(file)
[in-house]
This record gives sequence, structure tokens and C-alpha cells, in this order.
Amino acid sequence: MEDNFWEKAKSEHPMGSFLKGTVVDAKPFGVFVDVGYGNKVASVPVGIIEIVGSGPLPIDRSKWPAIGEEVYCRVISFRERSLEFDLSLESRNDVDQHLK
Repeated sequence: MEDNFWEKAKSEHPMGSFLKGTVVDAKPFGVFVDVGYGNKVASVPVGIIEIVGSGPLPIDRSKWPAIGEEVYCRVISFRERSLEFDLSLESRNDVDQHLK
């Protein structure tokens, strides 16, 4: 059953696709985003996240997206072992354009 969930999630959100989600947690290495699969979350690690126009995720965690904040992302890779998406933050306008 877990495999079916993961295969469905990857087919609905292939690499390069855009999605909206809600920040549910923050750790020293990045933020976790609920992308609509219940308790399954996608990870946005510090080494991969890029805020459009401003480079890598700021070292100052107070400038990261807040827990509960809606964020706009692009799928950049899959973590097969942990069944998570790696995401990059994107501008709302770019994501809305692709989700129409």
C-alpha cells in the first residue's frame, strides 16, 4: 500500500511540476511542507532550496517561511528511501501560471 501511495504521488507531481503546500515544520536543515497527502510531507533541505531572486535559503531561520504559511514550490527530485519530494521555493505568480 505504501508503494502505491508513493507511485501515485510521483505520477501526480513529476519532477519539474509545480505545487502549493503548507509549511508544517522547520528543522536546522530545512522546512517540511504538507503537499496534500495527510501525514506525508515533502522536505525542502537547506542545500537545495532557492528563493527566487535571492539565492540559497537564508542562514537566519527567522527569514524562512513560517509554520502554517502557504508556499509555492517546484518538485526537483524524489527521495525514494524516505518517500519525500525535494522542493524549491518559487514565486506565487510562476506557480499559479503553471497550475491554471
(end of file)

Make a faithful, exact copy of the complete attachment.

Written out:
[in-house]
This record gives sequence, structure tokens and C-alpha cells, in this order.
Amino acid sequence: MEDNFWEKAKSEHPMGSFLKGTVVDAKPFGVFVDVGYGNKVASVPVGIIEIVGSGPLPIDRSKWPAIGEEVYCRVISFRERSLEFDLSLESRNDVDQHLK
Repeated sequence: MEDNFWEKAKSEHPMGSFLKGTVVDAKPFGVFVDVGYGNKVASVPVGIIEIVGSGPLPIDRSKWPAIGEEVYCRVISFRERSLEFDLSLESRNDVDQHLK
């Protein structure tokens, strides 16, 4: 059953696709985003996240997206072992354009 969930999630959100989600947690290495699969979350690690126009995720965690904040992302890779998406933050306008 877990495999079916993961295969469905990857087919609905292939690499390069855009999605909206809600920040549910923050750790020293990045933020976790609920992308609509219940308790399954996608990870946005510090080494991969890029805020459009401003480079890598700021070292100052107070400038990261807040827990509960809606964020706009692009799928950049899959973590097969942990069944998570790696995401990059994107501008709302770019994501809305692709989700129409």
C-alpha cells in the first residue's frame, strides 16, 4: 500500500511540476511542507532550496517561511528511501501560471 501511495504521488507531481503546500515544520536543515497527502510531507533541505531572486535559503531561520504559511514550490527530485519530494521555493505568480 505504501508503494502505491508513493507511485501515485510521483505520477501526480513529476519532477519539474509545480505545487502549493503548507509549511508544517522547520528543522536546522530545512522546512517540511504538507503537499496534500495527510501525514506525508515533502522536505525542502537547506542545500537545495532557492528563493527566487535571492539565492540559497537564508542562514537566519527567522527569514524562512513560517509554520502554517502557504508556499509555492517546484518538485526537483524524489527521495525514494524516505518517500519525500525535494522542493524549491518559487514565486506565487510562476506557480499559479503553471497550475491554471